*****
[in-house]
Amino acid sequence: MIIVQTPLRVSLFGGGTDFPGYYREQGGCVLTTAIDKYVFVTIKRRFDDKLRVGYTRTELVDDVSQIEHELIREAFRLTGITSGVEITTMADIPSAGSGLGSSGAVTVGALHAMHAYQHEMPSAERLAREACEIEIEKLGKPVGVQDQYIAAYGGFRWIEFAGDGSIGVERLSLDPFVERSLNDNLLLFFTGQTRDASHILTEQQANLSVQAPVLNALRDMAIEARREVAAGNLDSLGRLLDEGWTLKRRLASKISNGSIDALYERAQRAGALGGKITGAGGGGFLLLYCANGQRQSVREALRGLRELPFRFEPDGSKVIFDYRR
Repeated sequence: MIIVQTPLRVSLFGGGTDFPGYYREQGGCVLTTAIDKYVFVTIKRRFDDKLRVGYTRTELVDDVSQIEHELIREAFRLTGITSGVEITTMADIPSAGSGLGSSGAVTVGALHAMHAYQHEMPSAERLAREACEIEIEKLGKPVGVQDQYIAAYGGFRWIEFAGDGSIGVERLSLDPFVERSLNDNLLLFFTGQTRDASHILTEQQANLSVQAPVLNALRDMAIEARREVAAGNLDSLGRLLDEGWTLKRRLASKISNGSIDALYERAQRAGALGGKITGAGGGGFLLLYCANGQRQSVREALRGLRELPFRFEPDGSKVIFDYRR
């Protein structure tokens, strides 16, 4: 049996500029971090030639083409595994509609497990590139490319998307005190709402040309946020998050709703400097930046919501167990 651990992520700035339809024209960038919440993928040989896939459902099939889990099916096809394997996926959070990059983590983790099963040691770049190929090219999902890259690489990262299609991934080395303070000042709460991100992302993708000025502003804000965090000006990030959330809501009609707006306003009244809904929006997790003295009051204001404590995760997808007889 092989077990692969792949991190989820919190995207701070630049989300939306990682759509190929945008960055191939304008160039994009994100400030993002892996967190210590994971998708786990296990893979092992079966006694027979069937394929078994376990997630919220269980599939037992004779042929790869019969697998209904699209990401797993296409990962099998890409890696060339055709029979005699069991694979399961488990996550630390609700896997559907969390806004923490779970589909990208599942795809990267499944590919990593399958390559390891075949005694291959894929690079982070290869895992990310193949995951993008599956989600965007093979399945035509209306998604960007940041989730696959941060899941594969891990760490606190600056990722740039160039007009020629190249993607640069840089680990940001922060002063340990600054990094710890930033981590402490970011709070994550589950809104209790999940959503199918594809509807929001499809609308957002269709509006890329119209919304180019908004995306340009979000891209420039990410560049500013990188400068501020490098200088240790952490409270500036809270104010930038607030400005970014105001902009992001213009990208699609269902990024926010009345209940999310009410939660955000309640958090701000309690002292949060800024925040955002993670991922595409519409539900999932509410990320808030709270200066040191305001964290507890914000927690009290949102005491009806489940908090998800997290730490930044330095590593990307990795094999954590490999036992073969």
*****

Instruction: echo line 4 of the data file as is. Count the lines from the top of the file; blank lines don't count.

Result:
């Protein structure tokens, strides 16, 4: 049996500029971090030639083409595994509609497990590139490319998307005190709402040309946020998050709703400097930046919501167990 651990992520700035339809024209960038919440993928040989896939459902099939889990099916096809394997996926959070990059983590983790099963040691770049190929090219999902890259690489990262299609991934080395303070000042709460991100992302993708000025502003804000965090000006990030959330809501009609707006306003009244809904929006997790003295009051204001404590995760997808007889 092989077990692969792949991190989820919190995207701070630049989300939306990682759509190929945008960055191939304008160039994009994100400030993002892996967190210590994971998708786990296990893979092992079966006694027979069937394929078994376990997630919220269980599939037992004779042929790869019969697998209904699209990401797993296409990962099998890409890696060339055709029979005699069991694979399961488990996550630390609700896997559907969390806004923490779970589909990208599942795809990267499944590919990593399958390559390891075949005694291959894929690079982070290869895992990310193949995951993008599956989600965007093979399945035509209306998604960007940041989730696959941060899941594969891990760490606190600056990722740039160039007009020629190249993607640069840089680990940001922060002063340990600054990094710890930033981590402490970011709070994550589950809104209790999940959503199918594809509807929001499809609308957002269709509006890329119209919304180019908004995306340009979000891209420039990410560049500013990188400068501020490098200088240790952490409270500036809270104010930038607030400005970014105001902009992001213009990208699609269902990024926010009345209940999310009410939660955000309640958090701000309690002292949060800024925040955002993670991922595409519409539900999932509410990320808030709270200066040191305001964290507890914000927690009290949102005491009806489940908090998800997290730490930044330095590593990307990795094999954590490999036992073969």